At some churches, there are processionals and recessionals with the priests entering and leaving down the aisles. Some just enter and leave behind the altars. Is there a standard one way or the other in the Chaldean Liturgy or is this optional according to each priest’s preference?

In any case, regarding the recessional, congregants pour out of the pews before the priests exits and while the choir is still singing. This is not something common in the Latin Rite. Should the pastors address this at the various parishes?

The use of incense seems all over the map with each Church and each priest doing something slightly different. Are there proscribed rules for the use of incense?

If the Mass is identified as an “English” Mass, is it necessary to read the Gospel in both languages? At a recent funeral, the Our Father was also said in both languages. I can see a purpose for this at times, but is there any uniformity to when this is done?

Some priests want to scare the dickens out of people about receiving communion if you are in a state of sin or have missed Mass without confessing. My guess is that this is probably canonically correct. But isn’t this an important and sensitive enough issue that the preaching on it should be somewhat consistent?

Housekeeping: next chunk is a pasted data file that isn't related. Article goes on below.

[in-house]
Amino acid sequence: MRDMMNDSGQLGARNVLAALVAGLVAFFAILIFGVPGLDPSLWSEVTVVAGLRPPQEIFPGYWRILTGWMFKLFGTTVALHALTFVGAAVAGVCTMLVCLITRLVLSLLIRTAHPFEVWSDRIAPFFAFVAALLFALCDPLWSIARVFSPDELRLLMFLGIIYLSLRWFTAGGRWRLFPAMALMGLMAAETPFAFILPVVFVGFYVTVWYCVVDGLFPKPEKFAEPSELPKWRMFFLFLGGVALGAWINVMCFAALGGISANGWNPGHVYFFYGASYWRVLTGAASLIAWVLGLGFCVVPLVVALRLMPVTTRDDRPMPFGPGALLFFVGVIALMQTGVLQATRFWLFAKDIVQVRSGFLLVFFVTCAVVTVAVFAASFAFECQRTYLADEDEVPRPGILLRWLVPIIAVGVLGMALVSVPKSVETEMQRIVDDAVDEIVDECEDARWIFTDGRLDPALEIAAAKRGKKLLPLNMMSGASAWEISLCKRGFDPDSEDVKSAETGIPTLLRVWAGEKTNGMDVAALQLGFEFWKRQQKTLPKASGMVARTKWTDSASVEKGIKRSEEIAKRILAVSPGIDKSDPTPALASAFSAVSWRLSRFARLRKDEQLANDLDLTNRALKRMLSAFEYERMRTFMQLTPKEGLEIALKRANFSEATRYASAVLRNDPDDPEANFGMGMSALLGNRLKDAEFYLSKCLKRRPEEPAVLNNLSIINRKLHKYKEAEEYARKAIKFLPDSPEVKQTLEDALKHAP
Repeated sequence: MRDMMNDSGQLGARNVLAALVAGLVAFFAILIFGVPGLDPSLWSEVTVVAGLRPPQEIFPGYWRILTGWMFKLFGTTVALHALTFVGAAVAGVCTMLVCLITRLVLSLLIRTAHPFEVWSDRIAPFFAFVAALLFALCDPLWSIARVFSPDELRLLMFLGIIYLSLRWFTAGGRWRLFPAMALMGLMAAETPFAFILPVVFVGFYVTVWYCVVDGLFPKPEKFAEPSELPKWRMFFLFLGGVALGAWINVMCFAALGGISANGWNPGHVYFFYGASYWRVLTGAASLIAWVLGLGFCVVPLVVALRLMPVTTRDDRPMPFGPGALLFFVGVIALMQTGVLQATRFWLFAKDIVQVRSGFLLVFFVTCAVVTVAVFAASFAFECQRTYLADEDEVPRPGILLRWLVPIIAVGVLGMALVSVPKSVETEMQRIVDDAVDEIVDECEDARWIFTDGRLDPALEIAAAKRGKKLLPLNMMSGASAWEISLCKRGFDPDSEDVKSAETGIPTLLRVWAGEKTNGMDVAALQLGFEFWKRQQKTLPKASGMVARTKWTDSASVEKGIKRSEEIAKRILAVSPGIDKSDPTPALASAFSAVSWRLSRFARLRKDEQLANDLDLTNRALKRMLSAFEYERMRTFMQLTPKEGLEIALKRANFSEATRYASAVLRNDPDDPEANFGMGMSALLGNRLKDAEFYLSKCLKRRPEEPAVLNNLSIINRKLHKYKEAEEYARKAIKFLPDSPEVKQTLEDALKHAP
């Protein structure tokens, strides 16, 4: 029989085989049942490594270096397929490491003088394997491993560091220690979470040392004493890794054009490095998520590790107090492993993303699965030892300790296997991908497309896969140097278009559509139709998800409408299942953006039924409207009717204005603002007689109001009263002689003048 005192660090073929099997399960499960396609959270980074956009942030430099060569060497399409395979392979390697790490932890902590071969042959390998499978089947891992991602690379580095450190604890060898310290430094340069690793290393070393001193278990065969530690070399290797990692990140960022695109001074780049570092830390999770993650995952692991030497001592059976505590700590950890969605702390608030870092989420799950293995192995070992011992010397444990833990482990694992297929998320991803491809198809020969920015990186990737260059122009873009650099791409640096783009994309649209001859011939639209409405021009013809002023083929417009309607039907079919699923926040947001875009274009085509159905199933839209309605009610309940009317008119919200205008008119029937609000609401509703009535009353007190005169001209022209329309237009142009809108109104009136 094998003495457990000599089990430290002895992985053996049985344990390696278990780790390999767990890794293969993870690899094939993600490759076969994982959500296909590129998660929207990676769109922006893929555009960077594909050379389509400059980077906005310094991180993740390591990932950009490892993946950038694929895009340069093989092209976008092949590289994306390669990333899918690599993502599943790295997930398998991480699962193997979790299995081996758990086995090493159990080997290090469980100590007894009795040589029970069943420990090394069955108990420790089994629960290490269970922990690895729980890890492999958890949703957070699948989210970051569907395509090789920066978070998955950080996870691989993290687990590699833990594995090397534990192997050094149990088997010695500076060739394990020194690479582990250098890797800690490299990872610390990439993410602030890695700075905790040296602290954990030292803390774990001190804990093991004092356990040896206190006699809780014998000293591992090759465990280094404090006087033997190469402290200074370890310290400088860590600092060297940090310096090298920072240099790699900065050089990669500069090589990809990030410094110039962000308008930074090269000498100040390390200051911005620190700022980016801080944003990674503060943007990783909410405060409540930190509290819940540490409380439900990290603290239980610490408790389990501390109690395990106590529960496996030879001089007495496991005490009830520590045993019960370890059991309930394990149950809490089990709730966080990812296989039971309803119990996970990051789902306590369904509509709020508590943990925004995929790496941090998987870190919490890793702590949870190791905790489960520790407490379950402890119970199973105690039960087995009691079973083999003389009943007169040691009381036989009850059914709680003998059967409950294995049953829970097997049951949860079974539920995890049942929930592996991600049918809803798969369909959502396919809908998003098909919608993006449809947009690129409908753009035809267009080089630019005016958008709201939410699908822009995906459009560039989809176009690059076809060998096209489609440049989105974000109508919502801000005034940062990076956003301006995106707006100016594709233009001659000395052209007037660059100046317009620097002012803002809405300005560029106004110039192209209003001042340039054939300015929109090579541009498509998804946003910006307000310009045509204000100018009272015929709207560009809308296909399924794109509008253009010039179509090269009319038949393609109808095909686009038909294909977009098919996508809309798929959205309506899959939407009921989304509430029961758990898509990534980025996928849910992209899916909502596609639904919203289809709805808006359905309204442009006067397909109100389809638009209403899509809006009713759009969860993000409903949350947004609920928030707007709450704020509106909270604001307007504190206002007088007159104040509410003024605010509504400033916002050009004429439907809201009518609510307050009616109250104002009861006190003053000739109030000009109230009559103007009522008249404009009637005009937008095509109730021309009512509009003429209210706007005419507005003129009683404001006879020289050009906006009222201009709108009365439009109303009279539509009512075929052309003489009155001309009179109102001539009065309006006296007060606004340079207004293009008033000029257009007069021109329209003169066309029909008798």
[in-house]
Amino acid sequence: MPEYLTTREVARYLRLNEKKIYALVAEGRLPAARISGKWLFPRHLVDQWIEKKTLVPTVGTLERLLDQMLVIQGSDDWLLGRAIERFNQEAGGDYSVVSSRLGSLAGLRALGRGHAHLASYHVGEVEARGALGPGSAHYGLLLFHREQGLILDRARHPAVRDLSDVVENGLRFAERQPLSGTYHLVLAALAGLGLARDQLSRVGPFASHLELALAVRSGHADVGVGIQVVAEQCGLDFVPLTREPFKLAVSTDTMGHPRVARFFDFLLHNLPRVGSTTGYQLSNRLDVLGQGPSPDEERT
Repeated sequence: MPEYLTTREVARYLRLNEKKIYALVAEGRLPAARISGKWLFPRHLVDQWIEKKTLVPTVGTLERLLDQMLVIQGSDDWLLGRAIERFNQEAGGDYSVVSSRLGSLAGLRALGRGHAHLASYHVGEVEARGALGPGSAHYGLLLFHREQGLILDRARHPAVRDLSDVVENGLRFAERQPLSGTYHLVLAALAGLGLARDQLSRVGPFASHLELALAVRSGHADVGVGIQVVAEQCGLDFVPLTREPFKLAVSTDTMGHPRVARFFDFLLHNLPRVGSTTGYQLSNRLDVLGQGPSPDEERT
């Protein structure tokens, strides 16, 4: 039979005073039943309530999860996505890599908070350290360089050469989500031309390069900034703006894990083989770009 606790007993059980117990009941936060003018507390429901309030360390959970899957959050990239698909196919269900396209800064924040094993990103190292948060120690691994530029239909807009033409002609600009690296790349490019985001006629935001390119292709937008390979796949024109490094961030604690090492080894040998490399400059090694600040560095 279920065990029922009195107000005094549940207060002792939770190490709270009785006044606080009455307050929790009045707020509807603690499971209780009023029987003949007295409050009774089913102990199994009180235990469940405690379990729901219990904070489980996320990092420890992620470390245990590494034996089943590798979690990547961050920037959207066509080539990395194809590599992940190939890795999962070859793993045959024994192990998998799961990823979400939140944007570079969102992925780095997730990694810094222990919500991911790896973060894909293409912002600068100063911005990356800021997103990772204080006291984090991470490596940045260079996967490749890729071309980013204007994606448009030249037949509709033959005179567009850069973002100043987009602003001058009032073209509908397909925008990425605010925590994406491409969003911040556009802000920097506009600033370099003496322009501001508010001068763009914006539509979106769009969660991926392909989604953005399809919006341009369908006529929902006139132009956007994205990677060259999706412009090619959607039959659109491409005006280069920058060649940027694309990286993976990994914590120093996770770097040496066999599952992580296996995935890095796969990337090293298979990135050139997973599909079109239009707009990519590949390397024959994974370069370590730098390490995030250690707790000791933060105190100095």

Some Churches read the same Prayer of the Faithful out of the book every week. Some take the effort to prepare more distinct and timely ones. Personally, the latter feels better to me. Can’t all the Churches accomplish that?

When are we supposed to make the sign of the cross? Dozens of times during the Mass, prayers begin with “Glory be to the Father…. and In the Name of the Father…” These times during the Mass are a free for all with some people making the sign of the cross sometimes, others not at all, others all the time. Not even the priests are consistent with this.

I really don’t know the answers to these questions but have been observing some of these things over the years. The Chaldean Mass is rich and beautiful and steeped in history. The Latin Mass and the new Epistle are thematically consistent and based on a universal Church calendar that syncs the Liturgy of the Word and Liturgy of the Eucharist into a consistent message for the day.